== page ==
In May, 1951, a month after Scotland had played their 10th British Championship match at Wembley, Argentina, the first national team from the Americas to visit England, became the first side other than Scotland to meet England at Wembley.  Later that same year, Austria, too, were granted Wembley status, although friendly matches against Portugal and France were played at Goodison Park in Liverpool and Arsenal Stadium in London, and the British Championship match against Northern Ireland was held at Villa Park in Birmingham.  The following year, 1952, the British Championship match against Wales was played at Wembley, but in 1953, although the Scotland match continued on the Wembley stage, the British Championship match against Northern Ireland was held at Goodison Park.  

Wales again played at Wembley in the British Championship match of 1954, and by then Wembley had become the regular venue for visitors from abroad.  Belgium played at Wembley in 1952, the Rest of Europe and Hungary in 1953, and West Germany and Spain in 1954.  Just before meeting Spain, in November, 1954, England at last played Northern Ireland at Wembley.  It was then that Wembley became firmly established as the national side's home venue.  For the rest of the century, England rarely played their home matches at venues other than Wembley, although it did not become their exclusive home until 1966.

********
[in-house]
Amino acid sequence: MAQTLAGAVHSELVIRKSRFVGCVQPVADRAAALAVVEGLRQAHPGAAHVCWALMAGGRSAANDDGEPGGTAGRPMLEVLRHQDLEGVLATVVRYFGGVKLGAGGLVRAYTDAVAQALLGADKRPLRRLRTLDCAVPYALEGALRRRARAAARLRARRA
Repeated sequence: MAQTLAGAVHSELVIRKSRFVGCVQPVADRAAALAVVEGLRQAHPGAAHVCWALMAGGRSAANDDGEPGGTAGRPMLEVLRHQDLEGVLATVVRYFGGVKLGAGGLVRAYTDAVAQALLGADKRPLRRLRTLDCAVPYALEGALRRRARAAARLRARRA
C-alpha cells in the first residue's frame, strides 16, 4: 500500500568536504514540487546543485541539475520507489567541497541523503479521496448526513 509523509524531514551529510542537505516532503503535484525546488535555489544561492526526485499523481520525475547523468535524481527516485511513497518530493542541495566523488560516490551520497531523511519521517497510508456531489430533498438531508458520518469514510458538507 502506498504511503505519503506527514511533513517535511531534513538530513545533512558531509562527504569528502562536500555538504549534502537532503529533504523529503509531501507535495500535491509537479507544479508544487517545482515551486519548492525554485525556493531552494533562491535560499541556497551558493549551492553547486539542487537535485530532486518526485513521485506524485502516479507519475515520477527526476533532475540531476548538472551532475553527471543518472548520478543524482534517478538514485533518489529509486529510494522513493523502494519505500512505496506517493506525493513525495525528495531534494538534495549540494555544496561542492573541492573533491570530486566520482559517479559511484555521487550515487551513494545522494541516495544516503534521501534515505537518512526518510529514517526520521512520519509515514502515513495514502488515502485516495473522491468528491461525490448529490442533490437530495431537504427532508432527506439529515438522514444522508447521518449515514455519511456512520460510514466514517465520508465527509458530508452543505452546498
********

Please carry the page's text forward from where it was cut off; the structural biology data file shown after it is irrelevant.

Indeed, of the 227 home matches England played in the second half of the 20th century--from the beginning of 1951 until the end of 2000--only 13 were staged elsewhere.  Three of those were in 1951 itself with another three coming later in the 1950's, three in the 1960's, one in the 1970's (and that only because in 1973 civil unrest forced Northern Ireland to play its home British Championship match in Liverpool, not an England home match however), none in the 1980's, and three in the 1990's.  From the friendly match against Poland at Goodison Park on 5 January 1966 until the Umbro Cup International Challenge Tournament match against Sweden at Elland Road in Leeds on 8 June 1995--a span just short of 30 years--England did not play a single true home match at a venue other than Wembley.  

England's Home Matches Played at Venues Other than Wembley from 1951 to 1999
No. Date - Match - Venue and History
264 19 May 1951 - England 5 Portugal 2, Goodison Park, Walton, Liverpool - 1st visit since 1949
265 3 October 1951 - England 2 France 2, Arsenal Stadium, Highbury, London - 1st visit since 1950